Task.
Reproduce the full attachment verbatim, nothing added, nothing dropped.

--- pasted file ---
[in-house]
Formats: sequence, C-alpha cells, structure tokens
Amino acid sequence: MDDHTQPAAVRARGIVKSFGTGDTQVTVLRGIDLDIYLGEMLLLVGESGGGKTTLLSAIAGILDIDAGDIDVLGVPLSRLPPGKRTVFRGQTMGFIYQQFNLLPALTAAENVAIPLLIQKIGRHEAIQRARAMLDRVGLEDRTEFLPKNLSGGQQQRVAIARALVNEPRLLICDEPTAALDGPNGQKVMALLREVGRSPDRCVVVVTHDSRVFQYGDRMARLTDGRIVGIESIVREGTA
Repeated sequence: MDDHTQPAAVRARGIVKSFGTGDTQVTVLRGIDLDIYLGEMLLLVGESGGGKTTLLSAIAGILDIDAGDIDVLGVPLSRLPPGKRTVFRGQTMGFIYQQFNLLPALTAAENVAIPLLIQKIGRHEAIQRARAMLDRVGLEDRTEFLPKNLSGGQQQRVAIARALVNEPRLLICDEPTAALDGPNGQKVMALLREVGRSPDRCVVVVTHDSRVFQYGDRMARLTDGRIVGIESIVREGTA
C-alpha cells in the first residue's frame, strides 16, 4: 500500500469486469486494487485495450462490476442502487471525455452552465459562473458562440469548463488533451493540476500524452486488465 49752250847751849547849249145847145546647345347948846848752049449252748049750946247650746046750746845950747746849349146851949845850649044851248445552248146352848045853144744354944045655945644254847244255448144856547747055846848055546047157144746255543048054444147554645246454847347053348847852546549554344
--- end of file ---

[in-house]
Formats: sequence, C-alpha cells, structure tokens
Amino acid sequence: MDDHTQPAAVRARGIVKSFGTGDTQVTVLRGIDLDIYLGEMLLLVGESGGGKTTLLSAIAGILDIDAGDIDVLGVPLSRLPPGKRTVFRGQTMGFIYQQFNLLPALTAAENVAIPLLIQKIGRHEAIQRARAMLDRVGLEDRTEFLPKNLSGGQQQRVAIARALVNEPRLLICDEPTAALDGPNGQKVMALLREVGRSPDRCVVVVTHDSRVFQYGDRMARLTDGRIVGIESIVREGTA
Repeated sequence: MDDHTQPAAVRARGIVKSFGTGDTQVTVLRGIDLDIYLGEMLLLVGESGGGKTTLLSAIAGILDIDAGDIDVLGVPLSRLPPGKRTVFRGQTMGFIYQQFNLLPALTAAENVAIPLLIQKIGRHEAIQRARAMLDRVGLEDRTEFLPKNLSGGQQQRVAIARALVNEPRLLICDEPTAALDGPNGQKVMALLREVGRSPDRCVVVVTHDSRVFQYGDRMARLTDGRIVGIESIVREGTA
C-alpha cells in the first residue's frame, strides 16, 4: 500500500469486469486494487485495450462490476442502487471525455452552465459562473458562440469548463488533451493540476500524452486488465 49752250847751849547849249145847145546647345347948846848752049449252748049750946247650746046750746845950747746849349146851949845850649044851248445552248146352848045853144744354944045655945644254847244255448144856547747055846848055546047157144746255543048054444147554645246454847347053348847852546549554344